Abdomen of my Mother, the Avocado
Sarah Mims Yeargin
My mother, an unripe avocado of a woman
stuffed between the arms of a rocking chair,
listening, wrapped in blue yarn, while my father
worked the kitchen, taught me how to blend
the fruit’s green viscera—lime,
garlic, salt and pepper—Mash your fist
into the bowl like you’re angry, pretend
the guacamole is the guts
of a monster.
After, a dinner of enchiladas. Then,
her cheek, pressed against cold
bathroom tile. Imagine: a snow angel
smeared on the floor of a crime scene, painted
with her own contents and the remnants
of a stranger, gripping a handmade blanket
the stranger would never use. The very pit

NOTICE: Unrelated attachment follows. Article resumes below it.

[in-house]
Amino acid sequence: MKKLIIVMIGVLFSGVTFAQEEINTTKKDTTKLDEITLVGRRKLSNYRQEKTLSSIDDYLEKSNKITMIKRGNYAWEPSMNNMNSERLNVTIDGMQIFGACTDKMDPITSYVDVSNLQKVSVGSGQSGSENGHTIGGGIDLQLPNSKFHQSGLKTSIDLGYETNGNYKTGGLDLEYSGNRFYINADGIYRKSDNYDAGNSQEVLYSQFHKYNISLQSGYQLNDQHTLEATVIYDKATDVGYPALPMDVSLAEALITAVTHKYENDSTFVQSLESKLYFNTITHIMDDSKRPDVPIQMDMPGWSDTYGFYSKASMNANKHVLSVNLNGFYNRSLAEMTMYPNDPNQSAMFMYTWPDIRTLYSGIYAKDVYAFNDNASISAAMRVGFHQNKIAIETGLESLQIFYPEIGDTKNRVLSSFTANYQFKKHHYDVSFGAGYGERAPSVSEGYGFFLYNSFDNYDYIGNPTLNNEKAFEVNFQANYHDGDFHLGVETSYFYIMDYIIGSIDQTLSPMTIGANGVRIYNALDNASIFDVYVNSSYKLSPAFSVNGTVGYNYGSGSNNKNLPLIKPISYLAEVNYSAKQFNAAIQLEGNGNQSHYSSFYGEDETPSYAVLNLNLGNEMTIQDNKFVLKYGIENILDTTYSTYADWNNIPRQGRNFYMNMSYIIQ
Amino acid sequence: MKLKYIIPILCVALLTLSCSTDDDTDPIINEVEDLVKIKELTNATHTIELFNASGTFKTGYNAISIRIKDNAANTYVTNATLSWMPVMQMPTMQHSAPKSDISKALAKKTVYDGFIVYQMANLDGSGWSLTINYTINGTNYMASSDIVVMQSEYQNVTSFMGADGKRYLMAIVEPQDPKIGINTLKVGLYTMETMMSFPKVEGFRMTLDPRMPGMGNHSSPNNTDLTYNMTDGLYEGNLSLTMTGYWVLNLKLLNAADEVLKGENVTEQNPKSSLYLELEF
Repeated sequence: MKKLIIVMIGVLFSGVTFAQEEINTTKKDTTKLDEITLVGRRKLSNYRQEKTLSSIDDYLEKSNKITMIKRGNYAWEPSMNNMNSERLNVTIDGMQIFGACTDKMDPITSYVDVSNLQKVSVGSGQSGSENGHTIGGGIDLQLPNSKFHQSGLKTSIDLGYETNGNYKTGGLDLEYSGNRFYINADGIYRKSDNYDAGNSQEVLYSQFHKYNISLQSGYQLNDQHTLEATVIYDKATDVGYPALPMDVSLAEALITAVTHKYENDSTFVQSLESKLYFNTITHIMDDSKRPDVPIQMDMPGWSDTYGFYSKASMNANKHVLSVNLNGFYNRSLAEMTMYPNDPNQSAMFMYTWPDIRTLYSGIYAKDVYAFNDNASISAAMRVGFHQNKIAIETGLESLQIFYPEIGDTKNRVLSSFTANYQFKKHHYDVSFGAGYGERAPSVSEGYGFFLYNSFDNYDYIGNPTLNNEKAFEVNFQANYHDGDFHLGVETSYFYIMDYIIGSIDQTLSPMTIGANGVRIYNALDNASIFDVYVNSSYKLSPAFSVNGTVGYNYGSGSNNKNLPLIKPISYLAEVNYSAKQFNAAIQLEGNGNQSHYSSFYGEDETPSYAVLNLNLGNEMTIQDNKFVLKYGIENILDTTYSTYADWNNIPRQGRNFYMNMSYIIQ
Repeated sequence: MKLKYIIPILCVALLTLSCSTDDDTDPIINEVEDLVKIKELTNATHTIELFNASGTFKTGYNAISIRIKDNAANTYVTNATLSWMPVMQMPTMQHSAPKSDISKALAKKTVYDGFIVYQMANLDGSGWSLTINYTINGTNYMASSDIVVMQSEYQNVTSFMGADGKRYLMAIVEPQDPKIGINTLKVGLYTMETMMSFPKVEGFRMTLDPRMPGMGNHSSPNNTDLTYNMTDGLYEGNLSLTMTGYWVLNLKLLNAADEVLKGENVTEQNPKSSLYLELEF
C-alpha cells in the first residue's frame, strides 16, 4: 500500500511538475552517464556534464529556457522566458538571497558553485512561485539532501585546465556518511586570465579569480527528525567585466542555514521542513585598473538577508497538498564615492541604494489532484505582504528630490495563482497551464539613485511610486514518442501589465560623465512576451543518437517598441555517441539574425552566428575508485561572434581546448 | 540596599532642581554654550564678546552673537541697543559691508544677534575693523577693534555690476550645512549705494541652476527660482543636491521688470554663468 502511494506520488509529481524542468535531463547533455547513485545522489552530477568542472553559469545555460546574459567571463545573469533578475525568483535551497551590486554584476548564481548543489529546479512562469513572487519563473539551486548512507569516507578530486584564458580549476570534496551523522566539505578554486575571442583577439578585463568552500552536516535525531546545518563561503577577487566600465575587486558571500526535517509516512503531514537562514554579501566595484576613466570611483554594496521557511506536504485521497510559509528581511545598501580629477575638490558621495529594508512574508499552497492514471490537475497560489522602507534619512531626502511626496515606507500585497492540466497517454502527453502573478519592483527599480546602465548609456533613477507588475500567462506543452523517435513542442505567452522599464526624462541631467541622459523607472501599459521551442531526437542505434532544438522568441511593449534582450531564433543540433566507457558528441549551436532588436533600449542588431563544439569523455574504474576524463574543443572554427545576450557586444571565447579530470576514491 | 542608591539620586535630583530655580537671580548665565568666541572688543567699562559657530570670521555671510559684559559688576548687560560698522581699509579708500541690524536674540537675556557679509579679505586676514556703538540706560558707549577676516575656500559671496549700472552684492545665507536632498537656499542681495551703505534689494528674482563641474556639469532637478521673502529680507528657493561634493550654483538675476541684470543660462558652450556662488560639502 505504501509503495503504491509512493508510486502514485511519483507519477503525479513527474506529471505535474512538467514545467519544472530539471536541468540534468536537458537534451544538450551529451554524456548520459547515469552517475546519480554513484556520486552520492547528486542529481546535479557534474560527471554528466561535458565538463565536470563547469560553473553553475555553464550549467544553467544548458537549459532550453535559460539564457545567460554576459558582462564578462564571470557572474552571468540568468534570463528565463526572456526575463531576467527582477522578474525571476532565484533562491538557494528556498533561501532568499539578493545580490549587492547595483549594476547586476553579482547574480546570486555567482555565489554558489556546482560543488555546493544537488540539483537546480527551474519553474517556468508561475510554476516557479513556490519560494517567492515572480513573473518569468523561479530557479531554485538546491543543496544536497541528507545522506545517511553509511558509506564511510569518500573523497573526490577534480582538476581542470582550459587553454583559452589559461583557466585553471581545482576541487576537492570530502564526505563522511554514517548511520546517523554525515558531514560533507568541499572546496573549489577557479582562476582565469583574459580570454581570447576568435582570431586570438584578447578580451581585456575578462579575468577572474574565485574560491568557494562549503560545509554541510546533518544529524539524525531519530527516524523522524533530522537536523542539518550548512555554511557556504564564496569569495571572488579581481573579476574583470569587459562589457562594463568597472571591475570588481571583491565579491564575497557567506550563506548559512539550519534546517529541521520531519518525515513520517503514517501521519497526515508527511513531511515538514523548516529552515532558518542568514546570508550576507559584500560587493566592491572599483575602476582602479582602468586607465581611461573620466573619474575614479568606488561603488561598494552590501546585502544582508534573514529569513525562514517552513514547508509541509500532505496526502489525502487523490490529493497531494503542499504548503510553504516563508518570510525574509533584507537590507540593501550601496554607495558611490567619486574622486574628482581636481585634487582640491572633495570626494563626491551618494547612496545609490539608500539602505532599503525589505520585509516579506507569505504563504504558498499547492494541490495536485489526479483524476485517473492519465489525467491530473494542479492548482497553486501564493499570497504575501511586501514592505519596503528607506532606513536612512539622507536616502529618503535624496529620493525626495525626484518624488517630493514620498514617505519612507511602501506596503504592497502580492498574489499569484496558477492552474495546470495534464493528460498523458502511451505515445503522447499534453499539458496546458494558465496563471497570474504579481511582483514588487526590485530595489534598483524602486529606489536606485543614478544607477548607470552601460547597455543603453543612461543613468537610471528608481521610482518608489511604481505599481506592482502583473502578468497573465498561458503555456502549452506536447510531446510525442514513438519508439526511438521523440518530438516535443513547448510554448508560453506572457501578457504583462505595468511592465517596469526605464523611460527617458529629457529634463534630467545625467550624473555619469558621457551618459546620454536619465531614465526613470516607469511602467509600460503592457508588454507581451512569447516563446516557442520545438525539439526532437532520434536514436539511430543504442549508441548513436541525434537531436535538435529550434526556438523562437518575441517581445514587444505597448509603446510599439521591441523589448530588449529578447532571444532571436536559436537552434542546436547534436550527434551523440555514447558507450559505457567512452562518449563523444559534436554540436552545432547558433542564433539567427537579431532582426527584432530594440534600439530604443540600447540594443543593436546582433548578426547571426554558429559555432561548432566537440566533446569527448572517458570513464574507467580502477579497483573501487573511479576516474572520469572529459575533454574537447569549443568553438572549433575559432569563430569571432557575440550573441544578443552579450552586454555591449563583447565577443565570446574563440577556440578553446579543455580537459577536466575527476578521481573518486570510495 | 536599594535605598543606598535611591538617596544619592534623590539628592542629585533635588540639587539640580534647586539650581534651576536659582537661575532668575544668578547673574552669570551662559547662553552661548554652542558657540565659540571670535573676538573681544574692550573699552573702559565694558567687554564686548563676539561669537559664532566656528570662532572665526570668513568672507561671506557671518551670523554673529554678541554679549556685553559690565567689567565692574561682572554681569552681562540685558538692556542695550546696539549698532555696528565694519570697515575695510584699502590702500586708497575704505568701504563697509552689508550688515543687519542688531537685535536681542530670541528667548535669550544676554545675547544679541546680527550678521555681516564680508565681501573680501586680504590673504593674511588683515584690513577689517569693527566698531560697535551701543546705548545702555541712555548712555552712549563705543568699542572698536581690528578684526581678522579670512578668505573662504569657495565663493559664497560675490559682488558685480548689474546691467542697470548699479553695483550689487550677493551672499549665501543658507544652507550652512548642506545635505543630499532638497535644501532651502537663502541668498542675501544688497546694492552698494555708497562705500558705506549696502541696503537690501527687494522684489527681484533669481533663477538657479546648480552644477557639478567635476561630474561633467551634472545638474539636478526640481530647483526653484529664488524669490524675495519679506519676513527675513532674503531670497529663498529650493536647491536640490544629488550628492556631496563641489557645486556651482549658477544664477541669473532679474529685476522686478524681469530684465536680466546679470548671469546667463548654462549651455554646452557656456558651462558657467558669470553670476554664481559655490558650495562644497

of what it means to be a woman.
SARAH MIMS YEARGIN is a junior creative writing student at the South Carolina Governor's School for the Arts and Humanities. This year, she received a Silver Key and an honorable mention in the Scholastic Art & Writing Awards and an honorable mention in Hollins University's Nancy Thorp poetry contest. Her work has also appeared in Teenage Wasteland Review. In her spare time, she enjoys reading, sleeping, and playing with her cat, Zeus.